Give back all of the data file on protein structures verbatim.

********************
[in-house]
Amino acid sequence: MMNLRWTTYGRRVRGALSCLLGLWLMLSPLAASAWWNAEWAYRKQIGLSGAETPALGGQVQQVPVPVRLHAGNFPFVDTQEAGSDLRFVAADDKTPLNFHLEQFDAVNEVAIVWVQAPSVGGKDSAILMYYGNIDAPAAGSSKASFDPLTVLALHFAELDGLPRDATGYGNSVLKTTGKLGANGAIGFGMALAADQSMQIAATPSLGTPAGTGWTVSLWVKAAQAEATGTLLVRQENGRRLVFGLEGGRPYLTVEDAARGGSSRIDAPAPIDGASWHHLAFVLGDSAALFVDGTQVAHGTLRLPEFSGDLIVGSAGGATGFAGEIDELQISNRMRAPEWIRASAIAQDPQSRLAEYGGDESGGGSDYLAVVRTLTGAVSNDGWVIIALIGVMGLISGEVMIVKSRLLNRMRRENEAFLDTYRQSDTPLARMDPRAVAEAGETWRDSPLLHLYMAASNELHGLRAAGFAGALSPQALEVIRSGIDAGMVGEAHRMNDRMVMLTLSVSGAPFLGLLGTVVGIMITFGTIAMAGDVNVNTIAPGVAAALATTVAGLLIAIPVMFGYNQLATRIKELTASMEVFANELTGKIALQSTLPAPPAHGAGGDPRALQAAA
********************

[in-house]
Amino acid sequence: MMNLRWTTYGRRVRGALSCLLGLWLMLSPLAASAWWNAEWAYRKQIGLSGAETPALGGQVQQVPVPVRLHAGNFPFVDTQEAGSDLRFVAADDKTPLNFHLEQFDAVNEVAIVWVQAPSVGGKDSAILMYYGNIDAPAAGSSKASFDPLTVLALHFAELDGLPRDATGYGNSVLKTTGKLGANGAIGFGMALAADQSMQIAATPSLGTPAGTGWTVSLWVKAAQAEATGTLLVRQENGRRLVFGLEGGRPYLTVEDAARGGSSRIDAPAPIDGASWHHLAFVLGDSAALFVDGTQVAHGTLRLPEFSGDLIVGSAGGATGFAGEIDELQISNRMRAPEWIRASAIAQDPQSRLAEYGGDESGGGSDYLAVVRTLTGAVSNDGWVIIALIGVMGLISGEVMIVKSRLLNRMRRENEAFLDTYRQSDTPLARMDPRAVAEAGETWRDSPLLHLYMAASNELHGLRAAGFAGALSPQALEVIRSGIDAGMVGEAHRMNDRMVMLTLSVSGAPFLGLLGTVVGIMITFGTIAMAGDVNVNTIAPGVAAALATTVAGLLIAIPVMFGYNQLATRIKELTASMEVFANELTGKIALQSTLPAPPAHGAGGDPRALQAAA